28 September 2006

Forget About Being Ashamed, Think of the Consequences: Torture is Soon to be the Law of the Land

Yesterday the US Senate voted 65 to 34 to enact legislation establishing military tribunals to try terror suspects, allowing "evidence" elicited by torture to be used against such prisoners, allowing prosecutors to withold evidence from defendants in such proceedings, and essentially suspending habeas corpus. (My understanding is that the legislation also essentially indemnifies those who carry out torture from prosecution under International Law.) This action followed by a day a vote in the US House of Representative that passed similar legislation 253 to 168. It is likely that the legislation will make it to the desk of the President before the end of the week. where he will sign it into law. Here are the reports from The New York Times [1] [2].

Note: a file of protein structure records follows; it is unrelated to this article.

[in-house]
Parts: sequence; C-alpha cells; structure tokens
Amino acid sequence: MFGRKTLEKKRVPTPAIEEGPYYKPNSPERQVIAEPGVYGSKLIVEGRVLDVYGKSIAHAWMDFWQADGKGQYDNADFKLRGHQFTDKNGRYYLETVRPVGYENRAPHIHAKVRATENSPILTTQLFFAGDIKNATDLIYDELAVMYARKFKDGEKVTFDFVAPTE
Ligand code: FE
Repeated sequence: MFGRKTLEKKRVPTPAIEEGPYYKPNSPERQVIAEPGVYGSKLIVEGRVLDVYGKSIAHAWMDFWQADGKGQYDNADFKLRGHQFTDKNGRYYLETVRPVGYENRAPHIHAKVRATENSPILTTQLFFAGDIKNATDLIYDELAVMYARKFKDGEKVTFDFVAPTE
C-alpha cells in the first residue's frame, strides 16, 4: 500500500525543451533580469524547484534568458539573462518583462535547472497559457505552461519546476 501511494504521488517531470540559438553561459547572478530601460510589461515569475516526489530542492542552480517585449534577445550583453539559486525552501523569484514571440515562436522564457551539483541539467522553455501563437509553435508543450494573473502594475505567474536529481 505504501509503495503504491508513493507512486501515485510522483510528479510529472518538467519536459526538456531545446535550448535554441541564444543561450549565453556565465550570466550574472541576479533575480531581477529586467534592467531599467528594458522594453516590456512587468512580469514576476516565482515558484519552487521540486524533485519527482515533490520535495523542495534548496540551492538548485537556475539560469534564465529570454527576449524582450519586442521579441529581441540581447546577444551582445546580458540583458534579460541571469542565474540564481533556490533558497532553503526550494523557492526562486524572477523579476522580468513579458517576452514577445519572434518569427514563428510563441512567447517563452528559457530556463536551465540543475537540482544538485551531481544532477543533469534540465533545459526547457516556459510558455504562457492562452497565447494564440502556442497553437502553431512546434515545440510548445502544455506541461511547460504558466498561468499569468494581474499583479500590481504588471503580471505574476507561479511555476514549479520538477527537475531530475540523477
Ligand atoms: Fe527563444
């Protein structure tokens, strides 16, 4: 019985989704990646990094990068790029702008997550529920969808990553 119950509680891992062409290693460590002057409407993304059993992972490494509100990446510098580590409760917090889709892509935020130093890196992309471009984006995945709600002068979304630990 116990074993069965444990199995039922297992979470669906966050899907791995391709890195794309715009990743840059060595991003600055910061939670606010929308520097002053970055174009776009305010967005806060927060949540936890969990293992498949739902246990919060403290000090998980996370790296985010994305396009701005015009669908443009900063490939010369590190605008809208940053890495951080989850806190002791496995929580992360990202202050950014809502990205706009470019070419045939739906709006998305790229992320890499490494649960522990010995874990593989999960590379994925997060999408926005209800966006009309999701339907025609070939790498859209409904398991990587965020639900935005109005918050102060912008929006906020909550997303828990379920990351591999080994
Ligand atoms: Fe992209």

This is shameful - it is arguably unconstitutional and surely contrary to our obligations under International Law. However, let's put aside such inconvenient ethical and legal considerations. These votes come in the very same week as a supposedly vigorous debte over a leaked National Intelligence Estimate. That report made plain a consensus among the 16 US Government Intelligence Agencies that our behavior in Iraq has proven to be a boon to the recruiting efforts of terrorist groups. That is hardly shocking news. But let's make a plausible inference. What is the probability that those same terrorist groups will, in the very same way, now use the fact that the US has legalized torture and tossed out central elements of the rule of law to recruit young enthuiasts? What can the folks in Congress possibly be thinking? And let's be clear that the Democrats essentially did nothing to prevent this legislation from passing!

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